The film has been on DVD and Blu-ray before. Criterion’s edition is mastered from a 4K digital transfer from the original 35mm negative. You might think that such clarity would lay bare the seams of the Hollywood artifice but the opposite is true: the rich detail of the sets and settings are a sight to behold in the cleanest, clearest, sharpest presentation I have ever seen.

The Blu-ray and DVD editions both feature a new interview with film critic David Thomson, who offers a crash course introduction to the art and themes of Hawks (it runs about 17 minutes), the new 20-minute program “Howard Hawks and His Aviation Movies” with film scholars Craig Barron and Ben Burtt, and excerpts from Peter Bogdanovich’s 1972 interviews with Howard Hawks (audio only, about 19 minutes), plus the 1939 “Lux radio Theatre” adaptation of the film with stars Cary Grant, Jean Arthur, Rita Hayworth, Richard Barthelmess, and Thomas Mitchell all reprising their roles, and the trailer. The fold-out insert features an essay by Michael Sragow.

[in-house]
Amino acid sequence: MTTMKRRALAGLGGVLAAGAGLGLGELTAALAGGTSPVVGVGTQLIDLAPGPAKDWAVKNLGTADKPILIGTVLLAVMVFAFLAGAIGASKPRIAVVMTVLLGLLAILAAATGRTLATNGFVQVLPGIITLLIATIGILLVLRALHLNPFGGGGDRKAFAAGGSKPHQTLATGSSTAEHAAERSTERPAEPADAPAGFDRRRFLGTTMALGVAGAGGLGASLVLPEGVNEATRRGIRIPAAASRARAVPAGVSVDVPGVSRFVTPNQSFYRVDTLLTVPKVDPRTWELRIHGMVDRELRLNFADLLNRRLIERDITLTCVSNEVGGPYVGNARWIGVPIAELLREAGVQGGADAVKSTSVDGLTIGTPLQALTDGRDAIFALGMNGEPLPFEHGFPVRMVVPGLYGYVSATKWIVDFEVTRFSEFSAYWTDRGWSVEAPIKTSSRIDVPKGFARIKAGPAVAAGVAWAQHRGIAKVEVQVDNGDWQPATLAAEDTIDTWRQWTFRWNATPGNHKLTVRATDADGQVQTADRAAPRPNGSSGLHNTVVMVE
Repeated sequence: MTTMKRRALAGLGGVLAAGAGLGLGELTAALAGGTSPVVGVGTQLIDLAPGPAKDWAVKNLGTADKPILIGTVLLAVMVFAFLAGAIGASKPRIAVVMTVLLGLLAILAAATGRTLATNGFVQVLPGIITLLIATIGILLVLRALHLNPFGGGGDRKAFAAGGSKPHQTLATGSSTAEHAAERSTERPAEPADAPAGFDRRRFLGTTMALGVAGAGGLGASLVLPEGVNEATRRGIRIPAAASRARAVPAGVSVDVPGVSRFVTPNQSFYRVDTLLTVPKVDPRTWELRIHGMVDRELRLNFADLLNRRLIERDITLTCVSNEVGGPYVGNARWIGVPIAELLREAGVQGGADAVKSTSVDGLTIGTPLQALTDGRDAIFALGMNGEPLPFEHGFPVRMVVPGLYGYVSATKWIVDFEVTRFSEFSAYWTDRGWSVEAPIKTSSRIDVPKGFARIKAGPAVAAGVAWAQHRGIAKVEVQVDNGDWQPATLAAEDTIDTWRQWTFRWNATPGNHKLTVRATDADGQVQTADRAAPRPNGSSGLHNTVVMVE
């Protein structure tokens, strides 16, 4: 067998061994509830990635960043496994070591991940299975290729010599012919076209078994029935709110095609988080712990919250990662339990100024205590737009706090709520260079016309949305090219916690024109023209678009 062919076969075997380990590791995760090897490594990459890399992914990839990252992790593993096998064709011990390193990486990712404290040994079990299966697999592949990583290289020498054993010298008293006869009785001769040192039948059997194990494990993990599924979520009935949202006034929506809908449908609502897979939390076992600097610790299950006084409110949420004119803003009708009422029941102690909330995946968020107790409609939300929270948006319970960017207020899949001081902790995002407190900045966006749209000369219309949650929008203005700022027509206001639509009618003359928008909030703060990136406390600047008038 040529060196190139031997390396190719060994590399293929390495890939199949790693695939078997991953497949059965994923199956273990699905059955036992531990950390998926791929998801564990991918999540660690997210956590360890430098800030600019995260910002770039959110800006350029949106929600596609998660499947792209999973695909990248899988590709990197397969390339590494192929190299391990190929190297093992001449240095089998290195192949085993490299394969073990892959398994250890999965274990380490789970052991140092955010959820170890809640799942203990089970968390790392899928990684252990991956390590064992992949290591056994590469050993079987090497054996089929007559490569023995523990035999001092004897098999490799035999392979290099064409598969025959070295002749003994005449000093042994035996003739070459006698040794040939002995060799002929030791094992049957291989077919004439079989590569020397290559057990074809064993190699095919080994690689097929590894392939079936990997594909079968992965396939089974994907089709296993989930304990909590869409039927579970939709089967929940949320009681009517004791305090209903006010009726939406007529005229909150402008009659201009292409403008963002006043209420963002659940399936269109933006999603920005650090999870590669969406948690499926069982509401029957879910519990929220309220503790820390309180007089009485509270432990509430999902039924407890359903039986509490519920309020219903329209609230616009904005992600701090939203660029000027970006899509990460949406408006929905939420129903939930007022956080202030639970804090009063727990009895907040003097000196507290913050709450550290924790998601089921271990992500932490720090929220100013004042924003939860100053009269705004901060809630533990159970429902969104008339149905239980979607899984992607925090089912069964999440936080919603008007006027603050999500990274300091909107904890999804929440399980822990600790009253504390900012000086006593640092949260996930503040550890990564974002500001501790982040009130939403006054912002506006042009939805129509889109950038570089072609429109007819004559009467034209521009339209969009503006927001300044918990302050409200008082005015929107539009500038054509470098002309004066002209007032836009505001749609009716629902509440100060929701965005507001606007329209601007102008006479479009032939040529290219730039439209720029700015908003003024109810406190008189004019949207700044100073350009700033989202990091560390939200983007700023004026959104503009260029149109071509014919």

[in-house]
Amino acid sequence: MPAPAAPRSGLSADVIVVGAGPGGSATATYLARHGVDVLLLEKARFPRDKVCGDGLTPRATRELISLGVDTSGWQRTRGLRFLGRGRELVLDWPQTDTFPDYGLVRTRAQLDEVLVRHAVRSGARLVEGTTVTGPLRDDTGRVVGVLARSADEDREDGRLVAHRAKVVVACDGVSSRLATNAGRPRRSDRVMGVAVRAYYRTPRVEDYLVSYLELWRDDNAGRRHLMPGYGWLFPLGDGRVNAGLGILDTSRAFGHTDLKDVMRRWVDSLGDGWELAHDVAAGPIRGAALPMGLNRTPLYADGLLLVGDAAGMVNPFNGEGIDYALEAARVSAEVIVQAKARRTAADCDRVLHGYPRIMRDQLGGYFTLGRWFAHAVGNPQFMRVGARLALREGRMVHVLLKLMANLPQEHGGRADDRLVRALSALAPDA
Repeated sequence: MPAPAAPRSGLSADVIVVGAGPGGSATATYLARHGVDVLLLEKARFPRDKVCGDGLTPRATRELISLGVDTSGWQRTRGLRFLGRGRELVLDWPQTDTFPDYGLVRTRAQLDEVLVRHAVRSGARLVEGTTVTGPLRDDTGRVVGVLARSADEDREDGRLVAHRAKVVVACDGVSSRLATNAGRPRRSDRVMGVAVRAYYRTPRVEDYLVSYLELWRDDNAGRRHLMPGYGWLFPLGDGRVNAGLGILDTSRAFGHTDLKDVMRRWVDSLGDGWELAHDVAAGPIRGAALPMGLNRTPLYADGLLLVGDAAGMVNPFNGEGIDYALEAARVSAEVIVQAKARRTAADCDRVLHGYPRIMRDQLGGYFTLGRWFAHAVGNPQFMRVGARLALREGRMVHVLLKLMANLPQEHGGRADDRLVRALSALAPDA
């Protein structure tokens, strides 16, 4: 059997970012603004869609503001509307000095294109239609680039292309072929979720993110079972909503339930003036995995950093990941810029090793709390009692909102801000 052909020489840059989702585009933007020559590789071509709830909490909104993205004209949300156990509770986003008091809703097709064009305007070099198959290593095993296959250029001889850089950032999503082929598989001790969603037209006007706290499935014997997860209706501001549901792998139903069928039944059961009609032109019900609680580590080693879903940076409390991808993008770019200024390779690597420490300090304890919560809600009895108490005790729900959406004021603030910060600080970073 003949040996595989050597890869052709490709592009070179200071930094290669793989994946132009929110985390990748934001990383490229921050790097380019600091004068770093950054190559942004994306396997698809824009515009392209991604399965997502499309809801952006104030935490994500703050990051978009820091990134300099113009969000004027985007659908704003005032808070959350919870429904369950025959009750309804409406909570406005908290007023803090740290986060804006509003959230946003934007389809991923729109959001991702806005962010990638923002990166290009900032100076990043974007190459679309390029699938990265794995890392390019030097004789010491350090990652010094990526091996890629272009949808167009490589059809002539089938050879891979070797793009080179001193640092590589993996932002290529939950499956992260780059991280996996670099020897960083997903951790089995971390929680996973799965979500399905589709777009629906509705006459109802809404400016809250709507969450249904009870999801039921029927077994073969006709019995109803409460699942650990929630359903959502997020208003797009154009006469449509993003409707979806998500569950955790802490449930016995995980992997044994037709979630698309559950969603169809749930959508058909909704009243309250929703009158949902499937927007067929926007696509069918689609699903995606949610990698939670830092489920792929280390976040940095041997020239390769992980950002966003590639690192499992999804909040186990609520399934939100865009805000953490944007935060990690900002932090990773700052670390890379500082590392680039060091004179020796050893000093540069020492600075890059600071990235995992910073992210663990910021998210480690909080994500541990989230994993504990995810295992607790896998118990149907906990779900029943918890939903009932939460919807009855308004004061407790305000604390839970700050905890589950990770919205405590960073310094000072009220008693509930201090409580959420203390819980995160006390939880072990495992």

‘The Criminal Code’ on TCM

The Criminal Code (1931) refers to the unwritten law of prison: a convict never rats out a fellow convict. They have their own rules of justice behind bars. It’s both the title and the defining premise of a 1929 Broadway drama, a socially-relevant play that makes a case of prison reform, and it became an accepted convention for all subsequent prison films.

Harry Cohn bought the play for Columbia, a small studio that competed with the major Hollywood players with its relatively meager resources. Columbia didn’t have a stable of bankable stars under contract or the money for a big slate of expensive pictures but Cohn had big ambitions and he produced a couple of major pictures every year, usually with talent hired from other studios on a per-picture basis. He signed up-and-coming Howard Hawks for a picture and he offered him the project. “It had a great first two acts, then a bad third act,” explained Hawks to Peter Bogdanovich, and he brought in screenwriter Seton I. Miller (who had scripted the 1928 A Girl in Every Port and Hawks’ 1930 sound debut The Dawn Patrol) to rework the drafts penned by the original playwright, Martin Flavin. Hawks didn’t like sentiment in his films and had Miller play against the overtly sentimental scenes with brusque dialogue, a kind of tough-guy shorthand that acknowledges the emotion without making a show of it.